School districts plan remote learning days as winter nears

While some have stuck to keeping snow days and adding on time at the end of the year, others are honing in on e-learning.
Published: Oct. 31, 2023 at 6:24 PM CDT
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SIOUX FALLS, S.D. (Dakota News Now) - Winter weather in South Dakota will always be a factor for schools when planning their calendars. While some have stuck to keeping snow days and adding on time at the end of the year, others are still honing in and attempting to stop that with e-learning.

Ever since the pandemic forced school districts to utilize remote learning, many have now taken those strategies and used them to avoid adding snow days with e-learning days.

After holding off on remote learning, the Sioux Falls School District is one of the newest districts in the state to add remote learning. Assistant Superintendent Teresa Boysen said the district wanted to make sure students had everything they needed physically before switching, as well as making sure every lesson could be accessed online.

“We used the summer to develop how this would roll out. We have Canvas as our learning management platform, and our teachers will post their assignments and everything in that platform by 9:00 in the morning. And then be there to support our students and families throughout the day with any questions, or additional materials they might need,” Boysen said.

Boysen said if the weather outlook shows a poor forecast, students will be sent home with electronic devices the day before. And a final call will be made that morning, on whether students should stay home or come back to school.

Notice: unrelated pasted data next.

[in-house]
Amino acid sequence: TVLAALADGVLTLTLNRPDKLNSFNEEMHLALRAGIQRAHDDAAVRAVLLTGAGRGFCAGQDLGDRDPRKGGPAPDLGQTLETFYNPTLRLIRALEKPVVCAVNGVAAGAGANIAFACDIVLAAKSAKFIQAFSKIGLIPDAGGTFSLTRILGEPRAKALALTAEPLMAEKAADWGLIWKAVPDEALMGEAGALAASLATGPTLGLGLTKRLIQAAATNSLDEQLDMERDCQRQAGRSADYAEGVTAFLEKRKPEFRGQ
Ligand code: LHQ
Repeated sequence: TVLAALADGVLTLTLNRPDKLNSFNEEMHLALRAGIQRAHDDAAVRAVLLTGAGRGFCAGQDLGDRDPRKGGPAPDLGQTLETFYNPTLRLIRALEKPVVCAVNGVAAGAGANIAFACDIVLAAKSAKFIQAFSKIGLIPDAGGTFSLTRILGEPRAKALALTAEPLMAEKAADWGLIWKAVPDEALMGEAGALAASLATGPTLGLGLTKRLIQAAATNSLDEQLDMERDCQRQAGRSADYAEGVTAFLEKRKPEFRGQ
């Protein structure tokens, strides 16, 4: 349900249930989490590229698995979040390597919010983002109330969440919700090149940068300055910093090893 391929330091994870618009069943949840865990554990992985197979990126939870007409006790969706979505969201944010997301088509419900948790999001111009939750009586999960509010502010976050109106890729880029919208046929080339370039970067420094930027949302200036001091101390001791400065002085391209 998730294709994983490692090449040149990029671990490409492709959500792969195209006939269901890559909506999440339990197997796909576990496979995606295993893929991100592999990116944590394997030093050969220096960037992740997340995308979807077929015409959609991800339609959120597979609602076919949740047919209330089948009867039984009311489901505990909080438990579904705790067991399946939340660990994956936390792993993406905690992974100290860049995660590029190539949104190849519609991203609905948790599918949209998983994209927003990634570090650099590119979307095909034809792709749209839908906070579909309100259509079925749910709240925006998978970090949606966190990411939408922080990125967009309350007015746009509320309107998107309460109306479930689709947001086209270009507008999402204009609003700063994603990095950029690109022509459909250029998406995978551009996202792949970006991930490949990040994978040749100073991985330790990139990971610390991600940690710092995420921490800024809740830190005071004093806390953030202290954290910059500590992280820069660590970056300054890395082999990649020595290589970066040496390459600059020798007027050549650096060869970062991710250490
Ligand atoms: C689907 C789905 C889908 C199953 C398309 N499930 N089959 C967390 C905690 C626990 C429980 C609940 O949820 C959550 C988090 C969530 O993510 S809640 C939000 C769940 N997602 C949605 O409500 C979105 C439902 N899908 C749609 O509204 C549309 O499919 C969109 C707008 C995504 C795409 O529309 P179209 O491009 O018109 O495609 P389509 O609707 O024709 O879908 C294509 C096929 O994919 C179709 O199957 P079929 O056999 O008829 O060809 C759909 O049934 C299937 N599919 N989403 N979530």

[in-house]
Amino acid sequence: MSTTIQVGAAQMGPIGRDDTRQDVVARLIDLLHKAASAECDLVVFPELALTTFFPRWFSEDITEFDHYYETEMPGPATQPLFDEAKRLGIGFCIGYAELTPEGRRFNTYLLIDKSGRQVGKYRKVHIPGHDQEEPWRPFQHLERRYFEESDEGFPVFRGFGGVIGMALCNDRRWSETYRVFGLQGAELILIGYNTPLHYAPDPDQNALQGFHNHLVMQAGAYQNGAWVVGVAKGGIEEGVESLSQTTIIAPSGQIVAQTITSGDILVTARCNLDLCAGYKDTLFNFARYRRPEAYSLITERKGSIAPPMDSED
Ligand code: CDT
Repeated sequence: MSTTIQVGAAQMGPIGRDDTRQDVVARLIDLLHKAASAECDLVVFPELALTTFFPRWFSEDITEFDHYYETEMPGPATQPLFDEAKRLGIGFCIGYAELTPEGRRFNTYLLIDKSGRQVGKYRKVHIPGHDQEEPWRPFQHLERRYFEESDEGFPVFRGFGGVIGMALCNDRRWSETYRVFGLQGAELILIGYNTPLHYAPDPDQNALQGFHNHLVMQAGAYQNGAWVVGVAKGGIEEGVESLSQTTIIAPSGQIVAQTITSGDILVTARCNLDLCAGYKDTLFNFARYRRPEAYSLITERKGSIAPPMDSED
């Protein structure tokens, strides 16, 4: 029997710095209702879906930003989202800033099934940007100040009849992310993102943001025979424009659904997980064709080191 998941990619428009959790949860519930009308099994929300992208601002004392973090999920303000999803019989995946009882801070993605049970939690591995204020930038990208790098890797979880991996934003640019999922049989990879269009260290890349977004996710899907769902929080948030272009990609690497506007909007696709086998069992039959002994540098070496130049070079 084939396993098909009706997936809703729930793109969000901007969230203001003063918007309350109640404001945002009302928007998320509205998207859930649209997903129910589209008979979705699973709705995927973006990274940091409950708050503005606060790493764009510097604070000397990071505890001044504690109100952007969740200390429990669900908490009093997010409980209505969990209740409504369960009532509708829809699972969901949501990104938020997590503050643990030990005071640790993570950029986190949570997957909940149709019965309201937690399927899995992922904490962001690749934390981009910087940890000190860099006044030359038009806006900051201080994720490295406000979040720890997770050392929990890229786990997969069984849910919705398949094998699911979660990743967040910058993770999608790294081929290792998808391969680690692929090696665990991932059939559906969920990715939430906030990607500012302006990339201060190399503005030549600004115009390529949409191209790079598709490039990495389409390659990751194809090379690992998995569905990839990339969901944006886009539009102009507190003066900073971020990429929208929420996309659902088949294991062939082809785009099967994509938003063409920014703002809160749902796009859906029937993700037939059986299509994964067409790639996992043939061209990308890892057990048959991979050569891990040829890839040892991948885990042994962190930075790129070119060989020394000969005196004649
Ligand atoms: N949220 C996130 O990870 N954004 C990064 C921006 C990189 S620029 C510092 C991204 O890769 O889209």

But not every school district in South Dakota is making the move to remote learning. In fact, at least one school district has got rid of their remote learning plan after implementing it a couple of years ago.

Elkton School District Superintendent Brian Jandahl said the district is back to snow days after starting remote learning after the pandemic. That’s because staff felt that for elementary-age students, the quality of learning online wasn’t as effective as in-person classes.

“Basically, they came up with a statement that we shared at our November board meeting a year ago, that said the effectiveness of e-learning for our students will never be as great as the quality of learning experienced with teachers in the room,” Jandahl said.

So instead, the Elkton School District decided to tack on an additional eight days to the end of it’s calendar. But Jandahl said they don’t plan on using all of them, as long as the district meets the 173-equivalent days that is required by the Department of Education.

“So we have 180 days on our school calendar for students. But it also says that we will stop when we hit 173 days,” Jandahl said.

Boysen said the move to remote learning doesn’t mean the Sioux Falls School District is completely eliminating snow days. If there is winter weather that pops up, something that wasn’t forecasted and students don’t have the devices they need, they would then call a snow day.